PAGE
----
If you have been to an industry conference, listened to an industry webinar or read any number of long-form posts related to the public relations and corporate communications industry you have undoubtedly heard that “a seat at the table” is what every PR professional covets/needs/should strive for.
The whole idea is to get the public relations voice to be a trusted resource who can credibly help the organization.
The public relations and corporate communications professionals have historically had a difficult time obtaining one of these coveted seats. The reason this barrier exists is self-made. Executives need more than how many clips the brand was mentioned in over a period of time, how much of the news cycle was dominated by the recent crisis or how many messages were picked up last month.
Executives need to know if the news cycle is a media event or a brand event.
What’s the difference?
Media events versus brand events
A media event is a news cycle that is generating a noticeable amount of negative coverage, regardless of medium (online, print and/or social). This is where PR usually stops evaluating the situation, but precisely where we need to go further and determine if this is a brand event.
A brand event is when a media event is influencing the people who have read that online article, shared that tweet or reposted on Facebook. This is where a crisis communication situation is born. Should the media event go on long enough and begin to influence current customers and potential customers the communications teams need to work on mitigating the situation.
This distinction matters in how you decide to communicate
Depending on the situation, different communications tactics can be deployed along with appropriate marketing tactics. Not every situation requires full-on crisis mode, but the ability to evaluate and respond in the right measure is what executives are looking for from their teams.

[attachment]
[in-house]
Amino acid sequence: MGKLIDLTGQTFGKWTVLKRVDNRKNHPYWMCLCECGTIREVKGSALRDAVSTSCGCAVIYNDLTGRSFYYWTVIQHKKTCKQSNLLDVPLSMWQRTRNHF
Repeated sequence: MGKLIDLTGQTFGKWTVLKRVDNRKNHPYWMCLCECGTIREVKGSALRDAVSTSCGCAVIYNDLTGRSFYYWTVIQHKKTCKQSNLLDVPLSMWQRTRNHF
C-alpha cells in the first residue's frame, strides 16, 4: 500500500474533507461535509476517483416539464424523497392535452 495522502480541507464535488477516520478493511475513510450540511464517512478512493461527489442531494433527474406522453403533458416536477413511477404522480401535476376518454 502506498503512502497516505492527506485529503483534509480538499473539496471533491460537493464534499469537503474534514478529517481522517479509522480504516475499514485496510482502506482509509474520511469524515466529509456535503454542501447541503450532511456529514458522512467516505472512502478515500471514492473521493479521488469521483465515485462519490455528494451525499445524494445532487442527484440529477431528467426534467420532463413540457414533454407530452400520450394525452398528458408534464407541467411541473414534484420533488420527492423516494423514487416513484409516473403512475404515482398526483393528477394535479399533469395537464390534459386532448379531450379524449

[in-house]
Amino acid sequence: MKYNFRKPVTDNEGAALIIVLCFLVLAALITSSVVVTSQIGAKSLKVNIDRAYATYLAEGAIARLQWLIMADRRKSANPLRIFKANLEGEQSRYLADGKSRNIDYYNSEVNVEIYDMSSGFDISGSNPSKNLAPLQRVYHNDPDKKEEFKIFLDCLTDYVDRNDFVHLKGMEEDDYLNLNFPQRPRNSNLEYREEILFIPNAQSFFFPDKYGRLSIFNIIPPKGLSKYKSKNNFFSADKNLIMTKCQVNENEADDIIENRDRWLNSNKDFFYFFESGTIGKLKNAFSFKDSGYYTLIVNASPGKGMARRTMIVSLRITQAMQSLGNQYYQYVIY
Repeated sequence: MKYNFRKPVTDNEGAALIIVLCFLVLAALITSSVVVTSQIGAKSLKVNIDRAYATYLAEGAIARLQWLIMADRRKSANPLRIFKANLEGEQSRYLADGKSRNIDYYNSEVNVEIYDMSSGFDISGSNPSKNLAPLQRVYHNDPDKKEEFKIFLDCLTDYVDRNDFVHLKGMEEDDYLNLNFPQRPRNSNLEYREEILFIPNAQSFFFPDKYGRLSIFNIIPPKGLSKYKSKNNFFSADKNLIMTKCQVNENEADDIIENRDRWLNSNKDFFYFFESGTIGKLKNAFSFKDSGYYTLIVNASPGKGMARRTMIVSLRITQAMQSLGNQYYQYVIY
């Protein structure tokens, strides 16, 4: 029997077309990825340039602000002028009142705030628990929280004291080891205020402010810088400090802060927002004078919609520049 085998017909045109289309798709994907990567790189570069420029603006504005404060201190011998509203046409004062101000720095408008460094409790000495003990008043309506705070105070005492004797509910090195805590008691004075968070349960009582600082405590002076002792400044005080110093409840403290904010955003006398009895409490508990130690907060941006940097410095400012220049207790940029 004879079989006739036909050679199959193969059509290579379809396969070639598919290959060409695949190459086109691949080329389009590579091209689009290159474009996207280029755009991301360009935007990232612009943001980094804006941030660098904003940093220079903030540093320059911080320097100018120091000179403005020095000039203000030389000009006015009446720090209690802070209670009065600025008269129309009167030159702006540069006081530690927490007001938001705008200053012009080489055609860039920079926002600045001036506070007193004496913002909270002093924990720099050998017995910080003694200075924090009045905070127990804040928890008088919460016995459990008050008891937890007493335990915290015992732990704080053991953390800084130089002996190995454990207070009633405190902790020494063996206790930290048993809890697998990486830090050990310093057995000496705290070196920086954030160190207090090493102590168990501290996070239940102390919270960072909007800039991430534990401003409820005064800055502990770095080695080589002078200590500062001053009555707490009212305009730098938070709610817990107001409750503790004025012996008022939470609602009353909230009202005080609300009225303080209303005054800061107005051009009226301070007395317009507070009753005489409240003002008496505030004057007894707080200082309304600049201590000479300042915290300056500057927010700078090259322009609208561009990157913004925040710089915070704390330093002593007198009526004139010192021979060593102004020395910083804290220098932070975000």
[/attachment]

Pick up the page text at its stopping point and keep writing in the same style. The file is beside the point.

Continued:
The bottom line is the bottom line. This is what executives must protect and communicators are on the front line of defense. Advising if the situation warrants a public statement, a goodwill gesture, or an adjusted marketing campaign is what communicators need to position themselves to provide.
Advice and recommendations on how to move forward are based on an understanding of the current media event. Sometimes this will be based on experience with the brand or having observed how others have navigated a similar situation. What it should not be based on is how many clips talked about the situation, but how and if the situation is influencing buying behavior in the company retail stores, or if the sales team are unable to close deals.
The situation has to be evaluated before (ongoing monitoring), during (sustained monitoring and review), and after (primary research) the media event has occurred. The end of the news cycle is the beginning of the process to determine what impact the event has had on current and potential customers. This insight is what executives need to ensure they are not making decisions that will negatively impact company margins unnecessarily. It also provides the communicator a seat at the table as a trusted, informed advisor.
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